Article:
That’s not to say a last-minute deal can’t be arranged. Advocates for the sale point to signs that the stars are aligned: In an election year, everyone in Washington will be looking to get a bill done and get out of town; certain familial obligations might make Mr. Clinton feel that October is the right time to give the State of New York a nice present; the ever-inflating budget surplus has given Congress the feeling there’s some pocket change to spend; Mr. Moynihan is leaving, and the Senate may be inclined to hand him the legislative equivalent of a gold watch; and this year, the city and state actually have a redevelopment plan, which they trotted out to great acclaim in January. For his part, Mr. Clinton has reaffirmed his promise to sell the land for “a nominal sum” if Congress gives him the chance.
Still, there is a sense that time to make the deal happen is running short.
“All I can say is that we need to get this done before Moynihan leaves office,” Ms. Maloney said.
But, she added, “the first thing that we’ve got to do is get everyone on board.… We are waiting for a sign-off from the Mayor’s office.”
Ms. Maloney said she’s still hopeful. She thinks Republican Congressional leaders could be swayed by a letter from the state’s entire Congressional delegation, its Republican Governor and the city’s Republican Mayor. But others aren’t so confident. One Congressional aide involved put the chances at “50-50.” Another said that, with all the bickering going on this late in the game, whatever chance once existed may be gone. “To me, it’s somewhere between ineptitude and dysfunction,” the staffer said.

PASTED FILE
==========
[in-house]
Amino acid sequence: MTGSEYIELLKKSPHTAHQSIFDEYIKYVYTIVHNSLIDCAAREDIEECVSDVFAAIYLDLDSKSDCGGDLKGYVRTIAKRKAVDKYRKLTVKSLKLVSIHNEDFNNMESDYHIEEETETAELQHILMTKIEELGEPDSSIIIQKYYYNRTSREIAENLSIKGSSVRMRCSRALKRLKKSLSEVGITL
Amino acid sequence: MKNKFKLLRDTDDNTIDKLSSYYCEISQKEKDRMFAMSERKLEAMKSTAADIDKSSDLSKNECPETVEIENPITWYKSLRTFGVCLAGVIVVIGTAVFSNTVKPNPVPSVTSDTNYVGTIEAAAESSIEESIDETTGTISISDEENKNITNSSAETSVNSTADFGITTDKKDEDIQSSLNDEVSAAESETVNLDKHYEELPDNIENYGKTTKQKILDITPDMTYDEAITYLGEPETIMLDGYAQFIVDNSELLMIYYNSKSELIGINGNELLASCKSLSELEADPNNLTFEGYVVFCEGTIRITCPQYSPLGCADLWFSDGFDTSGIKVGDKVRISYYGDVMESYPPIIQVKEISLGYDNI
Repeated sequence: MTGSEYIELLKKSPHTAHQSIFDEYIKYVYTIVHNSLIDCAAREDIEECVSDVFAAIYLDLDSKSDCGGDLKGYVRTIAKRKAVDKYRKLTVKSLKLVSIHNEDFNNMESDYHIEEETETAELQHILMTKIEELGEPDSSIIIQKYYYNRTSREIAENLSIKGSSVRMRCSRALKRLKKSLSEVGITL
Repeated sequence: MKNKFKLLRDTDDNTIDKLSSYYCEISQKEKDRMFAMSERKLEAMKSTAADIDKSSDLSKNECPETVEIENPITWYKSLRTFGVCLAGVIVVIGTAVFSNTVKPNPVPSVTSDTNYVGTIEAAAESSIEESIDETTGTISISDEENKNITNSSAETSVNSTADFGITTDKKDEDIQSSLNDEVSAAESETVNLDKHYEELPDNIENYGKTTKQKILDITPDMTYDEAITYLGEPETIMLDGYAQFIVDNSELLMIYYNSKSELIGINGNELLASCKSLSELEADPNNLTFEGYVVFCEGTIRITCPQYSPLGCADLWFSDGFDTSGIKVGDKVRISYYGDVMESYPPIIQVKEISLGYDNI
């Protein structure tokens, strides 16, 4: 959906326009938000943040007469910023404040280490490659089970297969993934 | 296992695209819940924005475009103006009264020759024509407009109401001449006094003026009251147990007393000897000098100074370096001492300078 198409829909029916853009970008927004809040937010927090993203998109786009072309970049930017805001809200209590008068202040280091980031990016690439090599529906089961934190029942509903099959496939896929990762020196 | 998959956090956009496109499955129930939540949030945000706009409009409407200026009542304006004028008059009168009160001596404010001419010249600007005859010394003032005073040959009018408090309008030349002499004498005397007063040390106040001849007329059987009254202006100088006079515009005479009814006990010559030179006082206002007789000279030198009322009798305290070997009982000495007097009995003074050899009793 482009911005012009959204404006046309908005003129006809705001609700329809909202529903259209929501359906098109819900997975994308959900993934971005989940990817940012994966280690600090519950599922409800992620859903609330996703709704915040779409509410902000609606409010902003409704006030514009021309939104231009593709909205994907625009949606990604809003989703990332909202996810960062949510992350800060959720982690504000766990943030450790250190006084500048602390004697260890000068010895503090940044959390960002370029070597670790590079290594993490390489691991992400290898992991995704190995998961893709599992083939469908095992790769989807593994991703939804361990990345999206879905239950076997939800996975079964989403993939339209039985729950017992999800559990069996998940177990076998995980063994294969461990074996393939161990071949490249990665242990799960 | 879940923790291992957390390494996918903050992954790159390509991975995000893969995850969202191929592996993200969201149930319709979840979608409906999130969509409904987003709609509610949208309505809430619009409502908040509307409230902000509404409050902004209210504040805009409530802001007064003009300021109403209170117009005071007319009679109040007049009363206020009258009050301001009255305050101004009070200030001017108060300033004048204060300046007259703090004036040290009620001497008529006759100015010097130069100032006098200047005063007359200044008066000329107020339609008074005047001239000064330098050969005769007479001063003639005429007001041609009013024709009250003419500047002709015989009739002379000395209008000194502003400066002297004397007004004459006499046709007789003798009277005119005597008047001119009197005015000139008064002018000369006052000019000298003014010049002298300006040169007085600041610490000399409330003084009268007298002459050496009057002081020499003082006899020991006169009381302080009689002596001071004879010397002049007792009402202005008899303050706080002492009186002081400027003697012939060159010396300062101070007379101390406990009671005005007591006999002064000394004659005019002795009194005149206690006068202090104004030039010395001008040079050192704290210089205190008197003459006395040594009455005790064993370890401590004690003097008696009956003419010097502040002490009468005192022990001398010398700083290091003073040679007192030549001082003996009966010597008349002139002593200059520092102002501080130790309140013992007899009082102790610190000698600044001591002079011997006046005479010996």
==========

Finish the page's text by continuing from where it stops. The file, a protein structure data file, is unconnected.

Mr. Giuliani’s press office declined to comment on the reasons for the hold-up. But according to several Congressional sources, including Tony Bullock, Mr. Moynihan’s chief of staff, the city and state are still locked in negotiations over a “memorandum of understanding,” which will outline how much control the city–and its zoning laws–will retain over the island once it’s deeded to the state’s Empire State Development Corporation. Mr. Pataki’s negotiators are said to be resisting the city’s insistence on a large role in redevelopment, on the grounds that, 16 months from now, there will be a new Mayor in City Hall, perhaps one with a different agenda for the island.
“We’re working with all the parties to move it forward,” said Suzanne Morris, a Pataki spokeswoman, without acknowledging that negotiations with the city were taking place. “Obviously there are only 11 [Congressional working] days left, so we expect a bill will be introduced shortly.”
One individual familiar with the negotiations had a saltier take: “The Governor and the Mayor have dragged their asses on this.”